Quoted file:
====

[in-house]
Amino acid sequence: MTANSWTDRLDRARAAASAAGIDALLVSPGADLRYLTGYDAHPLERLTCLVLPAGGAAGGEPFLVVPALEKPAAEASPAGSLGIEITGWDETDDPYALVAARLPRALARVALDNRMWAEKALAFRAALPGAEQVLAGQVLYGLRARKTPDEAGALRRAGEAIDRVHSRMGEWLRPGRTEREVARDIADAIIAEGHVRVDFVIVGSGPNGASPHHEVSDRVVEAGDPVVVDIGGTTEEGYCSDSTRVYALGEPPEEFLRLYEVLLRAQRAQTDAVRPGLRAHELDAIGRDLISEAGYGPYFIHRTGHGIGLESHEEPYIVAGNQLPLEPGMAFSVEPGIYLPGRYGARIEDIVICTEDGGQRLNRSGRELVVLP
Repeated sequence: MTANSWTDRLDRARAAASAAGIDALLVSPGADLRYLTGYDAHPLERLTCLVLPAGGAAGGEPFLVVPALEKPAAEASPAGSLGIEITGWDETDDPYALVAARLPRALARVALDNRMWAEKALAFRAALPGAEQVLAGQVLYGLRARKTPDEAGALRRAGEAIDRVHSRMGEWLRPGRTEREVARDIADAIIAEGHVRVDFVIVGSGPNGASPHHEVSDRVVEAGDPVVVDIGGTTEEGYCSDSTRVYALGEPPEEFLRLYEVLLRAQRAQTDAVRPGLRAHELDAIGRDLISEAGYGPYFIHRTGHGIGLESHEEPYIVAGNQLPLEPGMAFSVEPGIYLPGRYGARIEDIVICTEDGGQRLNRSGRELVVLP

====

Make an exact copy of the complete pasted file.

[in-house]
Amino acid sequence: MTANSWTDRLDRARAAASAAGIDALLVSPGADLRYLTGYDAHPLERLTCLVLPAGGAAGGEPFLVVPALEKPAAEASPAGSLGIEITGWDETDDPYALVAARLPRALARVALDNRMWAEKALAFRAALPGAEQVLAGQVLYGLRARKTPDEAGALRRAGEAIDRVHSRMGEWLRPGRTEREVARDIADAIIAEGHVRVDFVIVGSGPNGASPHHEVSDRVVEAGDPVVVDIGGTTEEGYCSDSTRVYALGEPPEEFLRLYEVLLRAQRAQTDAVRPGLRAHELDAIGRDLISEAGYGPYFIHRTGHGIGLESHEEPYIVAGNQLPLEPGMAFSVEPGIYLPGRYGARIEDIVICTEDGGQRLNRSGRELVVLP
Repeated sequence: MTANSWTDRLDRARAAASAAGIDALLVSPGADLRYLTGYDAHPLERLTCLVLPAGGAAGGEPFLVVPALEKPAAEASPAGSLGIEITGWDETDDPYALVAARLPRALARVALDNRMWAEKALAFRAALPGAEQVLAGQVLYGLRARKTPDEAGALRRAGEAIDRVHSRMGEWLRPGRTEREVARDIADAIIAEGHVRVDFVIVGSGPNGASPHHEVSDRVVEAGDPVVVDIGGTTEEGYCSDSTRVYALGEPPEEFLRLYEVLLRAQRAQTDAVRPGLRAHELDAIGRDLISEAGYGPYFIHRTGHGIGLESHEEPYIVAGNQLPLEPGMAFSVEPGIYLPGRYGARIEDIVICTEDGGQRLNRSGRELVVLP